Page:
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CEOWORLD magazine - Latest - CEO Insider - Antitrust Policy Is Contradicted By Patent Laws

CEO Insider

Antitrust Policy Is Contradicted By Patent Laws

Mordecai Kurz

The FTC opened a broad antitrust campaign against leading high tech companies, aiming to curb their power and thwart their expansion. Although the market power of these firms is derived from their monopoly over powerful technologies, the FTC cannot attack this power directly because it is legal and strongly supported by policies to promote economic growth. In particular, high tech firms own patents and other intellectual property rights that protect their monopoly power. This creates a contradiction between laws to promote growth and antitrust, which explains the numerous failures of the justice department at least since 1911 to suppress technology based market power by using antitrust law. Would the FTC succeed where it failed in the past?

Current antitrust policy is based on the Sherman Antitrust Act that aims to prevent the restraint of trade by people who conspire to monopolize a market. In practice, the policy is designed to ensure free entry of potential competitors into any market. I explain below that firms with technological market power extract excess profits while allowing free entry of competitors, as required by law. This demonstrates that current law is insufficient and, to be effective, antitrust laws must be reformed!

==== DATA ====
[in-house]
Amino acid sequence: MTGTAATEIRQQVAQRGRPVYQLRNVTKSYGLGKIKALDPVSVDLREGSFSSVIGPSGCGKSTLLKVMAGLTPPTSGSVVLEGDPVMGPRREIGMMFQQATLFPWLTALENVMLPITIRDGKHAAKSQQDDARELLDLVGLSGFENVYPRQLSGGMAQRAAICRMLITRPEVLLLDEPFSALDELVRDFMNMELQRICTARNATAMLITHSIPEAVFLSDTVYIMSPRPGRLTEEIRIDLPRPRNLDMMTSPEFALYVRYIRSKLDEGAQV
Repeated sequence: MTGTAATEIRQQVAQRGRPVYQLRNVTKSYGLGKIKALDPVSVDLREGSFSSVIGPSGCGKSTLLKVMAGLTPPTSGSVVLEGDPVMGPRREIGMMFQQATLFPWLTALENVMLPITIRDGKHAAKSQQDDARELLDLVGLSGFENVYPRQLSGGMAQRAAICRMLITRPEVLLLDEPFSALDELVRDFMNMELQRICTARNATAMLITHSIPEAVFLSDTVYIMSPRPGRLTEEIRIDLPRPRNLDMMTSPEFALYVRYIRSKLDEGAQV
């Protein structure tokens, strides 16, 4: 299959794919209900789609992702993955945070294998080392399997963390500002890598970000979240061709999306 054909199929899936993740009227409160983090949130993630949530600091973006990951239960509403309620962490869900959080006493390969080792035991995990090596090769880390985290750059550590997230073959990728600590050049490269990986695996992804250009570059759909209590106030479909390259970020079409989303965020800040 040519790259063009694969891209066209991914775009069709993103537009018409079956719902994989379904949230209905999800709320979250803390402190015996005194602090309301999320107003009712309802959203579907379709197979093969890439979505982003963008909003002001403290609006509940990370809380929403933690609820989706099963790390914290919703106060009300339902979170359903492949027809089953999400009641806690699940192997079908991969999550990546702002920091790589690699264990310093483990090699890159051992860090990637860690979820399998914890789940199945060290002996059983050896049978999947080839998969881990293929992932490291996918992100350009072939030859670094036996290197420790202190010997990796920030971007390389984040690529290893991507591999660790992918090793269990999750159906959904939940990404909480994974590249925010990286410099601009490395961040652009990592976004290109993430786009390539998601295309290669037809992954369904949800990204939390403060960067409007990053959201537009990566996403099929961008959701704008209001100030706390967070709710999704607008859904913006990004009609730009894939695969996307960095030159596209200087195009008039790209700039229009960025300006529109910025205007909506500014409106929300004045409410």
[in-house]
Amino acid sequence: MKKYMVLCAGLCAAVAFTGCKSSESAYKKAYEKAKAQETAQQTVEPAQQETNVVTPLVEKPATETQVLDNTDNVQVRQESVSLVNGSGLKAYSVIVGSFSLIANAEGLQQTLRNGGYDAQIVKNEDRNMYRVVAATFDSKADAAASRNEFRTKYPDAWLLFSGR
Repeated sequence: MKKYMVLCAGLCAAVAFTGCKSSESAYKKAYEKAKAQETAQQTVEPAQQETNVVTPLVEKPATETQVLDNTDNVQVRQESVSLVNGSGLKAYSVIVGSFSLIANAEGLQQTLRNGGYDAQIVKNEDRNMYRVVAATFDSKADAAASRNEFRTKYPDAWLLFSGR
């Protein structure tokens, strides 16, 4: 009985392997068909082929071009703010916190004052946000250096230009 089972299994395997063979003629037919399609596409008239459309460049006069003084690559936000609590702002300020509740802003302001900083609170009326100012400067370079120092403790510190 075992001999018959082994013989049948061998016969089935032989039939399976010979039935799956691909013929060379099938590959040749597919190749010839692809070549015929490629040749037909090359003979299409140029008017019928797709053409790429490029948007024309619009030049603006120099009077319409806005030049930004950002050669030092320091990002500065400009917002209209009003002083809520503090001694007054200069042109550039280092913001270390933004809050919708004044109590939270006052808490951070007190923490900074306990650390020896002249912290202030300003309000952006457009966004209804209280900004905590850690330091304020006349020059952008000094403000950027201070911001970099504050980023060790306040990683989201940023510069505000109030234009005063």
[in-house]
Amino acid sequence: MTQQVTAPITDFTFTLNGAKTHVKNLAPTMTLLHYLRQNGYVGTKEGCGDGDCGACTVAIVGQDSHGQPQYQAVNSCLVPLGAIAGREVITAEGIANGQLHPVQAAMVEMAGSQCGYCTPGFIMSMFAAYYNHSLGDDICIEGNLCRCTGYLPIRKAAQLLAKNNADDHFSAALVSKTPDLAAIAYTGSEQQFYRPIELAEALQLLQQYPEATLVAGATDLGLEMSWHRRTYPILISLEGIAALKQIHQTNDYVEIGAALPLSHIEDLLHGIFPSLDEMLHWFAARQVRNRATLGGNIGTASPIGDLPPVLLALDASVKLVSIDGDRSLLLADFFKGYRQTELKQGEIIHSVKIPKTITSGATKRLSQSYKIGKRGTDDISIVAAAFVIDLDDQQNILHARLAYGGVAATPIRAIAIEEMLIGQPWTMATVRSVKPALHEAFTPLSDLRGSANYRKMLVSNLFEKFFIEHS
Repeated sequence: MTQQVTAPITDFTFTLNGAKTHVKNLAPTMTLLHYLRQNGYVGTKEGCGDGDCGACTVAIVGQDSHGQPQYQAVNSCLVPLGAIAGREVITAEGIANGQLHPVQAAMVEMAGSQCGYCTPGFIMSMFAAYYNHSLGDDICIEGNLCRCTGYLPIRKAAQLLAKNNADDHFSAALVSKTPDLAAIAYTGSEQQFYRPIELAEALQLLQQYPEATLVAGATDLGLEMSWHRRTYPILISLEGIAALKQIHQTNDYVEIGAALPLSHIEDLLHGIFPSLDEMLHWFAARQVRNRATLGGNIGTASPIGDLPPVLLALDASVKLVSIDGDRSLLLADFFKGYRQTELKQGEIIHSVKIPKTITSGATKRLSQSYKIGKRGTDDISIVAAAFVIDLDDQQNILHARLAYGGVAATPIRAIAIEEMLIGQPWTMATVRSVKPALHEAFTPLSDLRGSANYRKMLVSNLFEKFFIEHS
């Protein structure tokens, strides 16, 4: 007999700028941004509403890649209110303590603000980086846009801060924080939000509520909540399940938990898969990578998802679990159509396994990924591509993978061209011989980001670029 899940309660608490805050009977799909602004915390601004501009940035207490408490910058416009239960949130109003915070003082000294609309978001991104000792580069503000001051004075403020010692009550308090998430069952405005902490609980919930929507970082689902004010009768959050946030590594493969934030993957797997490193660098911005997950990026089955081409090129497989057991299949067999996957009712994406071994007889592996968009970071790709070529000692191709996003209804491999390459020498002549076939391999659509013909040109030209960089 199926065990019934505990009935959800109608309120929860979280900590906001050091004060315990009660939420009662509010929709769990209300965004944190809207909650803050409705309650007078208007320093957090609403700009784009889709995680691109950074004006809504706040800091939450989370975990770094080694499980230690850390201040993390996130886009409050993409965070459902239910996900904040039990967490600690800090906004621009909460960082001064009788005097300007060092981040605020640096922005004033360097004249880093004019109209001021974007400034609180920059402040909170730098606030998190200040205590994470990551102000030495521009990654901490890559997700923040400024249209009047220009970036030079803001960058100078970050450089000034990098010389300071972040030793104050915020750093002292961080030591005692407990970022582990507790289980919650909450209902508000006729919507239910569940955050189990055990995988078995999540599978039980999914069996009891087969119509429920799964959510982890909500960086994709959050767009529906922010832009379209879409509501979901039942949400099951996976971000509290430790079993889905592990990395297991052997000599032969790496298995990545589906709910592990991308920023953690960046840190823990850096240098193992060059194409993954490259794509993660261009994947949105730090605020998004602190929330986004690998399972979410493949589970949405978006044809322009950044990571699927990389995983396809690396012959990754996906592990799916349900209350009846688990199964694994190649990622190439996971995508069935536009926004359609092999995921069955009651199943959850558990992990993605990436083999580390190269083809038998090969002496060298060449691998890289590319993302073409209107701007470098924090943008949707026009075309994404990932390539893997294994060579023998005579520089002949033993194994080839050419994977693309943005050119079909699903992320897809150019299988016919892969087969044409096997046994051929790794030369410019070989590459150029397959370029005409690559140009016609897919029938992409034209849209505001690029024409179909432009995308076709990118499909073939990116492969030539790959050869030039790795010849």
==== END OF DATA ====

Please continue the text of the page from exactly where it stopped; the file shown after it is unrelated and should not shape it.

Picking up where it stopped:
Innovations have been spectacularly successful in raising living standards. However, they also create legal monopoly power of innovators over their privately owned technologies. Using this advantage, firms consolidate and expand their market power by using diverse strategies such as technology updates, multilayered patents, acquisitions of competitors, etc. In my book it is defined as the market power of technology. Current law assumes, and most economists believe, that competition restrains market power. I show that competition does not eliminate the market power of technology because technological competition results mostly in one winner (although sometimes two or three firms survive) that invents the best technology. Over time, technology leaders strengthen financially and innovating competitors prefer certain wealth from being acquired by a strong adversary, rather than go to war with it. This makes the market power of technology durable.